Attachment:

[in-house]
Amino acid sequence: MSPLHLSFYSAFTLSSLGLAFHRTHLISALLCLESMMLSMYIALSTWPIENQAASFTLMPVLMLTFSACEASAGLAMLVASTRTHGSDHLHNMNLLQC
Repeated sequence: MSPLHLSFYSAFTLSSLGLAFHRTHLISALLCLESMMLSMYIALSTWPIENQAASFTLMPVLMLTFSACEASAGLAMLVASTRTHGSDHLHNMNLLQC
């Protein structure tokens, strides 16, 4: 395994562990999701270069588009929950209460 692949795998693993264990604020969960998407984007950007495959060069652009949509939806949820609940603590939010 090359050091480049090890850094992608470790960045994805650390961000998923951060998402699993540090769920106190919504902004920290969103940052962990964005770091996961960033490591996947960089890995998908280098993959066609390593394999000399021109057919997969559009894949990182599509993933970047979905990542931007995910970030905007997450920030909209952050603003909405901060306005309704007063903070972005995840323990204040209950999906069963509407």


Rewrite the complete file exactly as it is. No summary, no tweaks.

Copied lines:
[in-house]
Amino acid sequence: MSPLHLSFYSAFTLSSLGLAFHRTHLISALLCLESMMLSMYIALSTWPIENQAASFTLMPVLMLTFSACEASAGLAMLVASTRTHGSDHLHNMNLLQC
Repeated sequence: MSPLHLSFYSAFTLSSLGLAFHRTHLISALLCLESMMLSMYIALSTWPIENQAASFTLMPVLMLTFSACEASAGLAMLVASTRTHGSDHLHNMNLLQC
């Protein structure tokens, strides 16, 4: 395994562990999701270069588009929950209460 692949795998693993264990604020969960998407984007950007495959060069652009949509939806949820609940603590939010 090359050091480049090890850094992608470790960045994805650390961000998923951060998402699993540090769920106190919504902004920290969103940052962990964005770091996961960033490591996947960089890995998908280098993959066609390593394999000399021109057919997969559009894949990182599509993933970047979905990542931007995910970030905007997450920030909209952050603003909405901060306005309704007063903070972005995840323990204040209950999906069963509407």